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Newtown, Gun control and a “Culture of Violence”

Now is a time for mourning, for compassion, and for reason.

The loss of precious life in Newtown, CT is a horrible blight on the landscape of our national history.  One cannot exhaust the supply of the most extreme hyperbole in describing the evil befalling that community, and the deep anguish visited upon so many parents, loved ones and friends.  The collective sorrow we all feel will always hold space in our hearts long after the media moves on to the next major story.

Yet, right now, our focus must also be, not simply on the horrific action, but also on the character traits that gave rise to the instantaneous heroism displayed at the Sandy Hook School.

So much attention has been given to the mindset of the assailant, and much has to be done in that regard.  Yes.  Yes.

But we need also to fully explore and examine the motives of those who stepped in front of bullets, knowingly and thoughtfully sacrificing themselves and sparing us all even more despicable damage. 

Yes, we need to see and understand how our culture inculcates incredible bravery as well as how it may encourage inhuman, depersonalized murder.  Our fixation, to be fair and healthy, must be directed at the good immediately stepping up to stop evil.  That is how we survive this tragedy and enable it to be redemptive, for the sake of those who died and those who must now live.

Beyond this, without attacking and castigating, and in effect, dehumanizing those who disagree, now is the time to reason together.  Now is the time to ask if the 2nd Amendment was intended to afford the general population direct access to and ownership of high-power, military grade weaponry.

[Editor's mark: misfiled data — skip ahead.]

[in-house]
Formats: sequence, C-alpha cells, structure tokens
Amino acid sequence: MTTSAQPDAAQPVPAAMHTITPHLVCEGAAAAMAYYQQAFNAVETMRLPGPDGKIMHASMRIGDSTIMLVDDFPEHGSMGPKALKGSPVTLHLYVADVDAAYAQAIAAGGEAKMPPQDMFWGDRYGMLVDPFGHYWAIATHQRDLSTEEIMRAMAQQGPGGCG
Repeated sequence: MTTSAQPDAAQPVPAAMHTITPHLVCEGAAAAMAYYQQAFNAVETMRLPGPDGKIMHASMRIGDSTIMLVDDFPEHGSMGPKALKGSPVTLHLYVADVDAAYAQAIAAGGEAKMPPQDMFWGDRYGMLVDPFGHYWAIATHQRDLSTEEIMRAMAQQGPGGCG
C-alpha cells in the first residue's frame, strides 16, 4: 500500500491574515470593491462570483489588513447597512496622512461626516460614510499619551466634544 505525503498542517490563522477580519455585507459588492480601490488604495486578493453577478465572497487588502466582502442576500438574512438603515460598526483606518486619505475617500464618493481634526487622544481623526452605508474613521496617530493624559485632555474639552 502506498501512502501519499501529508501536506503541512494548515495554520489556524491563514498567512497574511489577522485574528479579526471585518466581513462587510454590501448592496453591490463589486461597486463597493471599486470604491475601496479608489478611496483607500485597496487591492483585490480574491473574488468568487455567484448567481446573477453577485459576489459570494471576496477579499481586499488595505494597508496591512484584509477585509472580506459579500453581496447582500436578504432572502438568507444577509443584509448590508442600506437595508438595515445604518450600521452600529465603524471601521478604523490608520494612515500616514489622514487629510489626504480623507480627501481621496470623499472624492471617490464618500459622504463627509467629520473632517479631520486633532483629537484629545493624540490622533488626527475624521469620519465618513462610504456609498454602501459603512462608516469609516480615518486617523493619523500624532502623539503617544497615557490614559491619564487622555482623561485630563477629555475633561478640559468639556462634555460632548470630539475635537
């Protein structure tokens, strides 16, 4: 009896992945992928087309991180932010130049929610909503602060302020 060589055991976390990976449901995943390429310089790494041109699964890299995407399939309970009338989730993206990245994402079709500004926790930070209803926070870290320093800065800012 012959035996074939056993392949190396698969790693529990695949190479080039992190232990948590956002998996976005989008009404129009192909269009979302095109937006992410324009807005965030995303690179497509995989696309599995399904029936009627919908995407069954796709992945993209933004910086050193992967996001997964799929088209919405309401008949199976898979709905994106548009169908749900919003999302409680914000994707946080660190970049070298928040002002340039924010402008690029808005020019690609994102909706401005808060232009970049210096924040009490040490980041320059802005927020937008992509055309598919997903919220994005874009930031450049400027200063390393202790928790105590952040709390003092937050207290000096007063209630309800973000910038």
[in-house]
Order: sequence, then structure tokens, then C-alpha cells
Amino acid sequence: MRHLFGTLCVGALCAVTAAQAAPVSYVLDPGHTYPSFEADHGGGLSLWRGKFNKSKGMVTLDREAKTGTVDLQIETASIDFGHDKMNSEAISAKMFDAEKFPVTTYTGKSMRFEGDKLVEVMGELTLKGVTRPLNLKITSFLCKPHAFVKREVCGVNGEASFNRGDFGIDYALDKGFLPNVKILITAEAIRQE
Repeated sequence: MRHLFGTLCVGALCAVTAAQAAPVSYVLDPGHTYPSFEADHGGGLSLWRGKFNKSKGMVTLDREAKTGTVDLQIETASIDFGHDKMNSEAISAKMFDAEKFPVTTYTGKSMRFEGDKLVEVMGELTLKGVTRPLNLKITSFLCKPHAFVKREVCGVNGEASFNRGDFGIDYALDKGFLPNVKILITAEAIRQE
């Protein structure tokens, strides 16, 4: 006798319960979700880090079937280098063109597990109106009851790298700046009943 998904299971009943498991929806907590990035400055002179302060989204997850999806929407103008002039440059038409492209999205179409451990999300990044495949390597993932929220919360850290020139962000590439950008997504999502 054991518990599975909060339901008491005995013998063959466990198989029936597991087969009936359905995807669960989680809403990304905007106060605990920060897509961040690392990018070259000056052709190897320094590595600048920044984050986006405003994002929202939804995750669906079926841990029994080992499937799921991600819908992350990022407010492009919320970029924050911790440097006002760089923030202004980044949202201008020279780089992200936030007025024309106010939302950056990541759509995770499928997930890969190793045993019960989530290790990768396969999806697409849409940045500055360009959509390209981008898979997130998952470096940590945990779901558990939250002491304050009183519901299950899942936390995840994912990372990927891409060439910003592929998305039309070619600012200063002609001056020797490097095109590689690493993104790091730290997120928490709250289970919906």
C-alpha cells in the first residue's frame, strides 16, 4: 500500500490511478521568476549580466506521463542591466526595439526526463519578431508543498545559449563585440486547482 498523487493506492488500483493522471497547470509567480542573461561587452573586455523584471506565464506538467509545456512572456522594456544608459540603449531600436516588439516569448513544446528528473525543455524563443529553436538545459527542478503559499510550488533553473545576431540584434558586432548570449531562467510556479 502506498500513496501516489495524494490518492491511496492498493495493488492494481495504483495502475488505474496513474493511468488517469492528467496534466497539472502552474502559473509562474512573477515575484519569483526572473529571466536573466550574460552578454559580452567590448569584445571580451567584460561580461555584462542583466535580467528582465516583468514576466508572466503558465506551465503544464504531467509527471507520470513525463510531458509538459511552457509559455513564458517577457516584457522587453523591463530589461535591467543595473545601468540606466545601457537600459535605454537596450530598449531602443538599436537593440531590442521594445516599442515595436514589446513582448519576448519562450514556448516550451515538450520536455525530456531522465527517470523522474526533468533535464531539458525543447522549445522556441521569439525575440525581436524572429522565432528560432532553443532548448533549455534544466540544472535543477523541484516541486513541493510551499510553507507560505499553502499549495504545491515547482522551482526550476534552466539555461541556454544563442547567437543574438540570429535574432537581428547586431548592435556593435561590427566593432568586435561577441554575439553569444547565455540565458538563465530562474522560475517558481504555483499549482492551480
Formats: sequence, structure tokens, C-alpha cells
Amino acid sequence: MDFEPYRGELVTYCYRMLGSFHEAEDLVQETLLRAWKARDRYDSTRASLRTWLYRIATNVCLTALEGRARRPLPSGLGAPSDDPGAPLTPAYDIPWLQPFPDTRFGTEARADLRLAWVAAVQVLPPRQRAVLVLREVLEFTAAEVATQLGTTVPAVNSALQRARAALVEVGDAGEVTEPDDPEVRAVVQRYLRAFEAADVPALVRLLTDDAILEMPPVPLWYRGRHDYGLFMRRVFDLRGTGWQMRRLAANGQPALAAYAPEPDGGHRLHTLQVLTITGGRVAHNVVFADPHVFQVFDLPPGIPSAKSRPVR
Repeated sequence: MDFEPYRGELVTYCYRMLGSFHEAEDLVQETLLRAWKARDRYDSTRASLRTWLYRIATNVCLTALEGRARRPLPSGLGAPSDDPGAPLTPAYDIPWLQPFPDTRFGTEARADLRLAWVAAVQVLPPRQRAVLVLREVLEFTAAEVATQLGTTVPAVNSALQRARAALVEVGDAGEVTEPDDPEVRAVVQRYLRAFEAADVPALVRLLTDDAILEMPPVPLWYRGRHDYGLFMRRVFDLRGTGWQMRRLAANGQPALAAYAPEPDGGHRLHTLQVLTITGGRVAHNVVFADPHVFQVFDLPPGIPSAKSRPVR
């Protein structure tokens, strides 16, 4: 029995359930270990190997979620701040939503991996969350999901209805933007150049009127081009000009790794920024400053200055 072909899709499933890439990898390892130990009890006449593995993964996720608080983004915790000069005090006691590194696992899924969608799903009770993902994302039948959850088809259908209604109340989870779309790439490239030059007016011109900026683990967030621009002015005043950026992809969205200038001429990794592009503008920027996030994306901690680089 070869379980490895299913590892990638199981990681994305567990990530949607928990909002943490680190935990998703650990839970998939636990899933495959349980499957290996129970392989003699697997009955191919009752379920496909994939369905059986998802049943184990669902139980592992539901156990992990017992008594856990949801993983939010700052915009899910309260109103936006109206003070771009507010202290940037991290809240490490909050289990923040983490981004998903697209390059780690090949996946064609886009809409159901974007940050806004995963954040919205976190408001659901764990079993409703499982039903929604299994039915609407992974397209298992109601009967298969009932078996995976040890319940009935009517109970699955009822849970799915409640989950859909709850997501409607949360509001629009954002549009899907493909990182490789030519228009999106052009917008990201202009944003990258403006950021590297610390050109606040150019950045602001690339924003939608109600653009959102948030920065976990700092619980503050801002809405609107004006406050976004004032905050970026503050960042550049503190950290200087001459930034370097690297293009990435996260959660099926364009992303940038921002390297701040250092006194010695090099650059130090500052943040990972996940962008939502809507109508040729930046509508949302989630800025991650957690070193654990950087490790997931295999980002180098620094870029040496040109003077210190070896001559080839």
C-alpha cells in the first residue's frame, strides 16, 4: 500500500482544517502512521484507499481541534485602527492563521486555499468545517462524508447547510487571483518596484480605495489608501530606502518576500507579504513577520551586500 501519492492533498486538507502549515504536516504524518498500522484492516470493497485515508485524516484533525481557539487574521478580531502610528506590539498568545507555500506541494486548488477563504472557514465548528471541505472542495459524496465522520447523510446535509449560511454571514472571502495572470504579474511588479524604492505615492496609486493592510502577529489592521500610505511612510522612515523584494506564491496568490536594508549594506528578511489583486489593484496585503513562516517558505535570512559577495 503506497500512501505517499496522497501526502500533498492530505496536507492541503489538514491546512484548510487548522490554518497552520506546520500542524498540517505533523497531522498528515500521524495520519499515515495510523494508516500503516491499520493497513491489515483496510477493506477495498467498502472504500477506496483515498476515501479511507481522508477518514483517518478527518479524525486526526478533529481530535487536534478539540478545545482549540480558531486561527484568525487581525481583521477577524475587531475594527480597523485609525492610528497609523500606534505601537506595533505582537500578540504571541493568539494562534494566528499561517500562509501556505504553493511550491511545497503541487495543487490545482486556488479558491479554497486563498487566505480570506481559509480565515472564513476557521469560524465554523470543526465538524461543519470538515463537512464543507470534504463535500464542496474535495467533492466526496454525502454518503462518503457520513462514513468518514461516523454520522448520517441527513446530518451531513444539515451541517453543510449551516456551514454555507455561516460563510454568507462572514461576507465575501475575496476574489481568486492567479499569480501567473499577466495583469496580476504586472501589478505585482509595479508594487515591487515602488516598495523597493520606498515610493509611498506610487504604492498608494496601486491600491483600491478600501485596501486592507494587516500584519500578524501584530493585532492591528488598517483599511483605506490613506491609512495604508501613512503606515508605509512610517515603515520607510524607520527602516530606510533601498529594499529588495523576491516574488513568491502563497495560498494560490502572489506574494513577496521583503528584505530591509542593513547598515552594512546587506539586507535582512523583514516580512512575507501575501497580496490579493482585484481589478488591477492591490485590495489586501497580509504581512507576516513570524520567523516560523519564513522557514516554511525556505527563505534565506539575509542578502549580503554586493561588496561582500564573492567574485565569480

The people I know who own guns are great individuals.  They’re responsible, upstanding, quality folks.  I do not own a firearm, but I’m a good shot, and my 3 kids are too.

Yet, none of us should be able to possess an assault rifle, suited for a war zone, and not for a Newtown, or Anytown.  I am hard pressed to see how any civilian should be able to have an arsenal one might find in a rack at the FBI.

Personally, I don’t buy into the “culture of violence” philosophy.  It’s too easy. 

My heavens, we in this country killed 600,000 souls in 4 years of the Civil War.  Kids, adults, brother killing brother.

I wouldn’t choose to raise children anywhere else, at any other time, than right here, right now.  I’m not nearly ready to cash in my American chips.

But we must show ourselves to be a culture of common sense.

Weapons will only get more powerful and sophisticated.

Our ability to responsibly reason and debate must rise to the level of our technology or we will run the risk of ruining the gift of personal rights by reducing them into being an expression of mindless irresponsibility.

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Bill Fasula December 21, 2012 at 12:11 PM
We should ask if the Constitution really means "Separation of Church and State". The founding fathers, including Jefferson, had the opportunity to add that phrase to the constitution, yet they did not. Instead unelected judges modified the Constitution bypassed the amendment process. We could also ask does the Constitution really give a "Right to Privacy". It does not say it. The Constitution again was amended by judges bypassing the amendment process. So now again you are proposing to modify the Constitution bypassing the amendment process. The greatest danger to our freedom is the usurping of our rights by well meaning people.
Bill Keane December 22, 2012 at 06:17 PM
The poor souls whose lives were taken in Newtown no longer have the freedom they were Constitutionally entitled to. I support the concept and verbiage of "the right of the people to keep and bear Arms, shall not be infringed." But we need to define what "arms" we're talking about. Rocket launchers? Missiles? Grenades? Machine guns? High-power assault rifles? And what about the arms that will be developed 50 years from now? Should the average citizen be able to own these? The definition of "arms" has radically changed over 200 years. Our application of the Constitution and Bill of Rights has to be as sophisticated as our development of new technology.
Dave Jenkins January 01, 2013 at 12:25 PM
I agree with both your points, Bill. The heroism of the teachers in protecting those children is an inspiration to all of us who wonder what we would do in a similar situation. And military style weapons, which are designed to kill lots of people quickly, should not be available to average citizens. The argument that citizens need these weapons to defend against a tyrannical government is just plain crazy. Do they really plan to shoot at American soldiers or law enforcement officials?

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